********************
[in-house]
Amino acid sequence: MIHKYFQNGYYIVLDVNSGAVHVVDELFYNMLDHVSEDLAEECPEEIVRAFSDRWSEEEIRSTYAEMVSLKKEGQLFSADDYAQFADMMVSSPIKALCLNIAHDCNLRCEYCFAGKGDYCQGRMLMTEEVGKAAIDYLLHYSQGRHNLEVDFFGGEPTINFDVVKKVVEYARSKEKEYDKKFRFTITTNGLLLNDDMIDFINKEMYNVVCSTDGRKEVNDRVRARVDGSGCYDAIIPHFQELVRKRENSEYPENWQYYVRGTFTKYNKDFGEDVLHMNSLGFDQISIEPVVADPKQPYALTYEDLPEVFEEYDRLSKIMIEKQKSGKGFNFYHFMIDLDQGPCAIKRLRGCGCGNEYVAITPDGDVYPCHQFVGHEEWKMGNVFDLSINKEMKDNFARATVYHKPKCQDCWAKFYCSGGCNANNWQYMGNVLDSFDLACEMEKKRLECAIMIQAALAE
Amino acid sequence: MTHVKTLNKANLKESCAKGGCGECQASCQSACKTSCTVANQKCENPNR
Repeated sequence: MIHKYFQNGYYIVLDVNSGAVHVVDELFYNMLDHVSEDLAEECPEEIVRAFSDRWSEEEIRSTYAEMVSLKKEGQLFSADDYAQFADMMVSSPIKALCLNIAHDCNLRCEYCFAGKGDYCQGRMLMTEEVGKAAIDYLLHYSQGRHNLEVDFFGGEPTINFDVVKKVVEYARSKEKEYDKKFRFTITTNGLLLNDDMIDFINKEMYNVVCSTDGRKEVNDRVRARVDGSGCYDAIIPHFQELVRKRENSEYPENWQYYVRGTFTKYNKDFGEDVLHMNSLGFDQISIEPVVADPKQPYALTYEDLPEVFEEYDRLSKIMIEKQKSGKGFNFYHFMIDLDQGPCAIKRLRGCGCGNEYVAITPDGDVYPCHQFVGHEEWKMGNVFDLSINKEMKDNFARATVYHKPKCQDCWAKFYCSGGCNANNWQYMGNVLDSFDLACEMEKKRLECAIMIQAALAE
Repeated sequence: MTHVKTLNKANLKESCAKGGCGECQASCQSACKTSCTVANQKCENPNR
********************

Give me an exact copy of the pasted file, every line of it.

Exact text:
[in-house]
Amino acid sequence: MIHKYFQNGYYIVLDVNSGAVHVVDELFYNMLDHVSEDLAEECPEEIVRAFSDRWSEEEIRSTYAEMVSLKKEGQLFSADDYAQFADMMVSSPIKALCLNIAHDCNLRCEYCFAGKGDYCQGRMLMTEEVGKAAIDYLLHYSQGRHNLEVDFFGGEPTINFDVVKKVVEYARSKEKEYDKKFRFTITTNGLLLNDDMIDFINKEMYNVVCSTDGRKEVNDRVRARVDGSGCYDAIIPHFQELVRKRENSEYPENWQYYVRGTFTKYNKDFGEDVLHMNSLGFDQISIEPVVADPKQPYALTYEDLPEVFEEYDRLSKIMIEKQKSGKGFNFYHFMIDLDQGPCAIKRLRGCGCGNEYVAITPDGDVYPCHQFVGHEEWKMGNVFDLSINKEMKDNFARATVYHKPKCQDCWAKFYCSGGCNANNWQYMGNVLDSFDLACEMEKKRLECAIMIQAALAE
Amino acid sequence: MTHVKTLNKANLKESCAKGGCGECQASCQSACKTSCTVANQKCENPNR
Repeated sequence: MIHKYFQNGYYIVLDVNSGAVHVVDELFYNMLDHVSEDLAEECPEEIVRAFSDRWSEEEIRSTYAEMVSLKKEGQLFSADDYAQFADMMVSSPIKALCLNIAHDCNLRCEYCFAGKGDYCQGRMLMTEEVGKAAIDYLLHYSQGRHNLEVDFFGGEPTINFDVVKKVVEYARSKEKEYDKKFRFTITTNGLLLNDDMIDFINKEMYNVVCSTDGRKEVNDRVRARVDGSGCYDAIIPHFQELVRKRENSEYPENWQYYVRGTFTKYNKDFGEDVLHMNSLGFDQISIEPVVADPKQPYALTYEDLPEVFEEYDRLSKIMIEKQKSGKGFNFYHFMIDLDQGPCAIKRLRGCGCGNEYVAITPDGDVYPCHQFVGHEEWKMGNVFDLSINKEMKDNFARATVYHKPKCQDCWAKFYCSGGCNANNWQYMGNVLDSFDLACEMEKKRLECAIMIQAALAE
Repeated sequence: MTHVKTLNKANLKESCAKGGCGECQASCQSACKTSCTVANQKCENPNR